Scientists at the Saarland University in Germany have developed flexible, stretchable skin stickers that can be used to control mobile devices.
Developed in tandem with researchers from Carnegie Mellon University in the US, the silicon rubber stickers are fitted with pressure-sensitive sensors that transform the body into a touch-sensitive surface.
The touch input could be used to perform a number of different tasks. For example, the scientists suggest the stickers could provide a discreet way to decline a call during an important meeting, allowing users to simply touch their arm to silence the distraction.
The stickers currently connect to a computer system via a cable, but the researchers believe that in the future, built-in microchips may allow skin-worn sensors to connect wirelessly with mobile devices.
Users can customise the stickers into a variety of shapes, sizes and designs to suit individual needs – much like the printable touchscreens also developed this year by the Saarland scientists.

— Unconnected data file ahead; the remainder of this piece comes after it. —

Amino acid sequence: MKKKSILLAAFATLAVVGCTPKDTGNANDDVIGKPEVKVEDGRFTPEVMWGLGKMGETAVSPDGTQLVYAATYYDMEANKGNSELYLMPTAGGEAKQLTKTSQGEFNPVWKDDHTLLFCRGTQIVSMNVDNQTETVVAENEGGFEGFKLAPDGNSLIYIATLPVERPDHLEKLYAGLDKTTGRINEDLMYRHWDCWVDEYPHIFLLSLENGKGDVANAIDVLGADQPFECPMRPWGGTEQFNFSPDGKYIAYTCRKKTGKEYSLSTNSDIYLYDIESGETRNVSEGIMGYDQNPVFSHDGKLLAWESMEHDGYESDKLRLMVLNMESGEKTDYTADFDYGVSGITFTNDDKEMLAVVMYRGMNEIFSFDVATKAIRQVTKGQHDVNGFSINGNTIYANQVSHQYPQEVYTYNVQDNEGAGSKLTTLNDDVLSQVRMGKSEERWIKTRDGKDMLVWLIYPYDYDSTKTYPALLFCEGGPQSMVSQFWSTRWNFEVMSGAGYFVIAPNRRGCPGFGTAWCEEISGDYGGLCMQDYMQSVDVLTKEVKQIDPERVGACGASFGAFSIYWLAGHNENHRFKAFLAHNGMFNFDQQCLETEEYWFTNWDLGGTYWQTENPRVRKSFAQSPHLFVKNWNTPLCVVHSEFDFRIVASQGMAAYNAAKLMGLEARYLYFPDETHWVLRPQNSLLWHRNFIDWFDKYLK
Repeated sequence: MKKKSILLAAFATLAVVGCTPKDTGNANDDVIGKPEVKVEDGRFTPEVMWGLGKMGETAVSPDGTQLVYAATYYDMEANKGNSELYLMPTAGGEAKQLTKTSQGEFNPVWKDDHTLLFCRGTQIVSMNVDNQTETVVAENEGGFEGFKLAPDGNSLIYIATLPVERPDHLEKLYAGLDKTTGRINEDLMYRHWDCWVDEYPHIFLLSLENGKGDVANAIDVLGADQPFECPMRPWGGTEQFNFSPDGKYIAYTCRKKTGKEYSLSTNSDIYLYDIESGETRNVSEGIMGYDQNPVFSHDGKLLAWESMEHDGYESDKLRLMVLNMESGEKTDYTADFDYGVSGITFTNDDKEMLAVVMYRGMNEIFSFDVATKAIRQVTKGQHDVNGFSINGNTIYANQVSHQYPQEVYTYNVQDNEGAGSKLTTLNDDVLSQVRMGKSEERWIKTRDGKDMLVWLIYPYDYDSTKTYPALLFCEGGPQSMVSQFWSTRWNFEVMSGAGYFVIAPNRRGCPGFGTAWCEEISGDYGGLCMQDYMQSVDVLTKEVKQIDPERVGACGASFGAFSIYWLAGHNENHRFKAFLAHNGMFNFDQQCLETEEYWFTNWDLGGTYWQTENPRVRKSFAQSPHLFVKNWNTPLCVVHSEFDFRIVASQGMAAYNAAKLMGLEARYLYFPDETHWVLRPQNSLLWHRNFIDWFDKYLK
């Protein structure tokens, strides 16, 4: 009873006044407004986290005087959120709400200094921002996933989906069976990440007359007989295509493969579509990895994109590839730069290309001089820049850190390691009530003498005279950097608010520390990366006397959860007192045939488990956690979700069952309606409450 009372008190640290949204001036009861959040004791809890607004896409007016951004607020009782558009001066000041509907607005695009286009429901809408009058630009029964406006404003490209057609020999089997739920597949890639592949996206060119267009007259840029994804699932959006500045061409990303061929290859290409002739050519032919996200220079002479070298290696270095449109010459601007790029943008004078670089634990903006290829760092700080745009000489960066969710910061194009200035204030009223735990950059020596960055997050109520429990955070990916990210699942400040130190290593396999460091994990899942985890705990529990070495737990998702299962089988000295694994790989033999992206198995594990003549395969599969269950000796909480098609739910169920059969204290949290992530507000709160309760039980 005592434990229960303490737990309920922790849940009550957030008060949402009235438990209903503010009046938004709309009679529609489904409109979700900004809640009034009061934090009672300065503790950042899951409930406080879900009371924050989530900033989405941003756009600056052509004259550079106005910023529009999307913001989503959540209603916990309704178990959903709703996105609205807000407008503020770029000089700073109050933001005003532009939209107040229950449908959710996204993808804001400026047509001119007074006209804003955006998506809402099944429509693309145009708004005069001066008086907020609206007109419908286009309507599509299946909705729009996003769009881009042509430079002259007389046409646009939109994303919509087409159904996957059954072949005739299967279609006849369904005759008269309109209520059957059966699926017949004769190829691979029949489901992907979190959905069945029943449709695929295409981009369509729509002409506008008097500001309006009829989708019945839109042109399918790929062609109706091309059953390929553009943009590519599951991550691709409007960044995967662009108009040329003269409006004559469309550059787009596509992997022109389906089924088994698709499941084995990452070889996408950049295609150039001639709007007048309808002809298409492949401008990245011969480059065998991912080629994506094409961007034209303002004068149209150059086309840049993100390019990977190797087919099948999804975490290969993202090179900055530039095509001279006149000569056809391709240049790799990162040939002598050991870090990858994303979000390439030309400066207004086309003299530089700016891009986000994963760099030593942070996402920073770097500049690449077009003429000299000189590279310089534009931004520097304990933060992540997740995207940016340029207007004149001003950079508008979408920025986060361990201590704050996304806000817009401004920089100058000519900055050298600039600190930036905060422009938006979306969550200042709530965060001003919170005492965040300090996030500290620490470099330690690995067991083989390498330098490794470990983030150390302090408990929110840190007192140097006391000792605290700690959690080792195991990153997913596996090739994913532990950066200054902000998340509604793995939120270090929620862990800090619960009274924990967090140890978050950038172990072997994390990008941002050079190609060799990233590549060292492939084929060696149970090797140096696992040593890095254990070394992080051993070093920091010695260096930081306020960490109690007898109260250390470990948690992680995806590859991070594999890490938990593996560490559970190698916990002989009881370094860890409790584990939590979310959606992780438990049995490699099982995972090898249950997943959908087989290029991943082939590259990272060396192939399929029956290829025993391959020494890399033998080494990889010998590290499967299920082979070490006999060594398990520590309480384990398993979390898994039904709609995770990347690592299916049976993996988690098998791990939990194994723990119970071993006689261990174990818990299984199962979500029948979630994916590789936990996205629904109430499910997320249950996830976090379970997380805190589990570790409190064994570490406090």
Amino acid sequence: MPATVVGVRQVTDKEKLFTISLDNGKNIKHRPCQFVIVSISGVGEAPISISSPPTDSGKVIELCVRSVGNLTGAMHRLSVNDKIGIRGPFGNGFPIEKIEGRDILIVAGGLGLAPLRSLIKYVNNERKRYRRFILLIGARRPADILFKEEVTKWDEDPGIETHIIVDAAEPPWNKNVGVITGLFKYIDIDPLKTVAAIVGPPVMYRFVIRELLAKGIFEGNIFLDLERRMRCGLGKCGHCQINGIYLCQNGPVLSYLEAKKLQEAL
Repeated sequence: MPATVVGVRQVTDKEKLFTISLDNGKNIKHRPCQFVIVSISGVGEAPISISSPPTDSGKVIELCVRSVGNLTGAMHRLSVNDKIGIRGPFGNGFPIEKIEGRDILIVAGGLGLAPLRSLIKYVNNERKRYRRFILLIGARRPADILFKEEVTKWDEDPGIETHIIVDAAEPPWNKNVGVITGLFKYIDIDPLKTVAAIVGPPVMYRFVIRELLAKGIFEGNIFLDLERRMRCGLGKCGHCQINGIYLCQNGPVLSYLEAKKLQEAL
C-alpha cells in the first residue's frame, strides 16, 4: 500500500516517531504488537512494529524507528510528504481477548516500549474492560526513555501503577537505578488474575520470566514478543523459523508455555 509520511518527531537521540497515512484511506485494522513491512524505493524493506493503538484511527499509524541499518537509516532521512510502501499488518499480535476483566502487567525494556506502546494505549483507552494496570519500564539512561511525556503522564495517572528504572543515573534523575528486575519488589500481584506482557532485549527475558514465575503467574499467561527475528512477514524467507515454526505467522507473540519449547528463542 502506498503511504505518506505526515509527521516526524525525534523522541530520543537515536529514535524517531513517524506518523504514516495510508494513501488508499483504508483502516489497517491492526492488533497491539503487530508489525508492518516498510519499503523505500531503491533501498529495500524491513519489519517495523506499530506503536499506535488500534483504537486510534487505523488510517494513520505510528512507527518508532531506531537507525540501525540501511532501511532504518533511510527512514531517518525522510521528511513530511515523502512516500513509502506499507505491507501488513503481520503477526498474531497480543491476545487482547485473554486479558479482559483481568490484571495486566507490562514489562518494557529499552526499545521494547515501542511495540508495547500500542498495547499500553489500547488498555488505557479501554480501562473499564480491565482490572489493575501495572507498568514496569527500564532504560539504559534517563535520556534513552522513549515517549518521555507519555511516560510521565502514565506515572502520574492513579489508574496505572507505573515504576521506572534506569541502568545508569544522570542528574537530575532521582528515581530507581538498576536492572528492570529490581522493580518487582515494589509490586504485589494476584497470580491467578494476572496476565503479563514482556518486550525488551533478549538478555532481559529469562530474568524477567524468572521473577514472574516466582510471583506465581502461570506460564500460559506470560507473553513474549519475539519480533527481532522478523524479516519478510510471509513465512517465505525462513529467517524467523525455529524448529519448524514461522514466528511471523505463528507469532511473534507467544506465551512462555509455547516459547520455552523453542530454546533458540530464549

"The stickers allow us to enlarge the input space accessible to the user as they can be attached practically anywhere on the body," Martin Weigel, a PhD student in the research team at Saarland University, said in a statement.
A growing number of scientists and designers are exploring the potential of micro-projectors, draw-on sensors and embeddable electronics to create a more intuitive interface than small-screened smartwatches.
For more wearable innovations, check out our coverage of this month's Wearable Technology Show.